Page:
La Voyeuse: Le Bain
La Voyeuse: Le Bain

Julia Brett Christopher

La Voyeuse: Le Bain

Bruges, Belgium, 2023

Original Gelatin Silver Photograph

Image dimensions: 10" x 10"
Mounted dimensions: 20" x 24"

Pristine condition

certified authentic
La Voyeuse: Le Bain
La Voyeuse: Le Bain



Original Gelatin Silver photograph by Julia Brett Christopher, “La Voyeuse: Le Bain, Bruges, 2023.” Individually handmade from 6×6 format Kodak TMax 400 film with Ilford Warmtone FB paper. Mounted on acid free museum board inside mirrors mounted on 20×24″ gatorboard. The edition will be limited to 3 total, and each will be presented in a unique frame.

La Voyeuse is not a series of self-portraits in the conventional sense. The goal of this series is to explore both existentialism and the idea of the collective unconscious: to capture an unbiased, universal view of the human condition. I posed in each image solely to prove no one was behind the camera. While I did position the camera, all the photographs were essentially created blind, completely uncontrived… And that was the first step in exploring the unconscious: to truly appreciate the light, once must come to know darkness. In the end, light washes away the darkness, leaving a blank canvas of limitless possibilities.

For Le Bain, I used a Hasselblad 205TCC and Kodak TMax 400 120 film. It was a 1 second exposure taken via a 30 second self-timer. Under normal circumstances, I would’ve waited until I could hear the shutter close, but since the shower was running, my only option was to hold my breath, count to 40 and try not to move. The results astounded me. First, the light hit my face in such a way sections were whited out like a metaphorical mask. Second, the shadows covered the part of my body identifying my gender, making me neither male nor female, simply human. And last, but not least, this anonymous, genderless human being also appears neither young nor old, simply ageless and free of time itself.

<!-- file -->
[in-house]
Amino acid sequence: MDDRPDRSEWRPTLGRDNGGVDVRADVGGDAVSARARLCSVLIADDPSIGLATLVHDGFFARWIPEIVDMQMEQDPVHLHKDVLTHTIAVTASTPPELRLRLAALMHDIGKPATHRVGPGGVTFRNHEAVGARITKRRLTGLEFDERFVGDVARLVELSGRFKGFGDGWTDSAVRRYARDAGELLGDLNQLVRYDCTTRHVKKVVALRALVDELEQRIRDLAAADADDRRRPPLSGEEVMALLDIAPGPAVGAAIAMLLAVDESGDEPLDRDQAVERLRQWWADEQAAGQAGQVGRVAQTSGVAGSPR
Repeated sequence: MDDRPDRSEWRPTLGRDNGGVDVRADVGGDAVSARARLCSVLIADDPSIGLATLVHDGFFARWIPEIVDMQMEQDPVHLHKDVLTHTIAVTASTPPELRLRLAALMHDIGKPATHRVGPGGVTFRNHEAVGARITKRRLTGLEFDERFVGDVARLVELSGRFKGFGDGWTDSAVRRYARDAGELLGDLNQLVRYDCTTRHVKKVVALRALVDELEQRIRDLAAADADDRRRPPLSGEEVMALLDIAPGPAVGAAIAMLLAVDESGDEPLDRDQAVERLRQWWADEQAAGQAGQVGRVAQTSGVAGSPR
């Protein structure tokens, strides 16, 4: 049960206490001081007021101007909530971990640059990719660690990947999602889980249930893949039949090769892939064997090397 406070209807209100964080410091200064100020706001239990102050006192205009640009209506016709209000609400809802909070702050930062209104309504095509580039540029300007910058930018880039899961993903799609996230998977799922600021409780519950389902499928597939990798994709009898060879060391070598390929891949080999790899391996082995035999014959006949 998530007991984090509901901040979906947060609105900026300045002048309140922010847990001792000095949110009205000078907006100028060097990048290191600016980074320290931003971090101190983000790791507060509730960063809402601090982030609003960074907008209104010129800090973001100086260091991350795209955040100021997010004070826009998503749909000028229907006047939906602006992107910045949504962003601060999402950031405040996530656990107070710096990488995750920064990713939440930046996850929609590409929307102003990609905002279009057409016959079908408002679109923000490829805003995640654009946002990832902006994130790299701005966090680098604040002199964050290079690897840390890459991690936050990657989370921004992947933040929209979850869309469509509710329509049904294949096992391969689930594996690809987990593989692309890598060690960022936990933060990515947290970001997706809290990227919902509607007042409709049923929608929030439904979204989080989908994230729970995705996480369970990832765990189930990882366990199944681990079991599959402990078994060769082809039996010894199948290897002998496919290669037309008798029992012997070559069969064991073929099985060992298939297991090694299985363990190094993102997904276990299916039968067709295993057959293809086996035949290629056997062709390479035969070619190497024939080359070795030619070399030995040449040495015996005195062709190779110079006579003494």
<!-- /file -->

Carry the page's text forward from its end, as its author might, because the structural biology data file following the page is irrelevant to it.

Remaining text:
The final step was to present the work in such a way it created a sense of empathy and shared experience, hence the title, La Voyeuse. The use of a “steamed mirror” was twofold: 1) to place you, the viewer, in the room with me and 2) see someone else reflected in your reflection. If that makes you uncomfortable, I’d like to add that my own personal fear of intimacy is the driving force behind this artwork. I feel uncomfortable in such a vulnerable state, because I was taught vulnerability was a weakness. Over the years, however, I have learned that vulnerability and intimate, empathetic connections with others are profoundly powerful strengths, not weaknesses. While each individual is beautiful in their own uniqueness, our humanity is found in the beauty and power of shared experience and emotion.


The HD Video of the actual work in question has been provided as a visual condition report. If you would like a written condition report in addition to the HD video, please



This photograph was taken with a Hasselblad 205TCC. One of the Hasselblad’s most advanced cameras, the 205TCC combines a traditional chassis, focal plane shutter, and a spot metering exposure system. The Hasselblad 205TCC concerts a range of features for tone and contrast control to dramatically increase your possibilities to control the entire photographic process beyond what you could do with its predecessors. Four modes of metering operation is available with the 205TCC: Aperture Priority, Differential, Zone mode and manual exposure. It also has a programmable mode, which allows for modifications to the self-timer, for example, which the artist extended from 10 to 40 seconds for her self-portrait series.

Hasselblad Hawaii



The most popular black and white process of the 20th century was gelatin silver, in which the image consists of silver metal particles suspended in a gelatin layer. Gelatin silver papers are commercially manufactured by applying an emulsion of light-sensitive silver salts in gelatin to a sheet of paper coated with a layer of baryta, a white pigment mixed with gelatin. The sensitized paper, generally fiber-based, is exposed to light through a negative and then made visible in a chemical reducing solution. William Henry Fox Talbot introduced the basic chemical process in 1839, but the more complex gelatin silver process did not become the most common method of black-and-white darkroom photography until the late 1910s. Because the silver image is suspended in a gelatin emulsion that rests on a pigment-coated paper, gelatin silver can be sharply defined and highly detailed in comparison to platinum or palladium, in which the image is absorbed directly into the fibers of the paper. As part of her creative process, Julia also chooses to use various types of gelatin silver paper depending on which negative she’s working with. These papers include Ilford Warmtone, Bergger Warmtone and ADOX MC110. Her favorite photographic paper, Agfa Portriga Rapid, was sadly discontinued years ago. She will also selectively use various toners, such as Selenium and occasionally Thiourea, not Sepia, to add more warmth.

Cross section of Gelatin Silver paper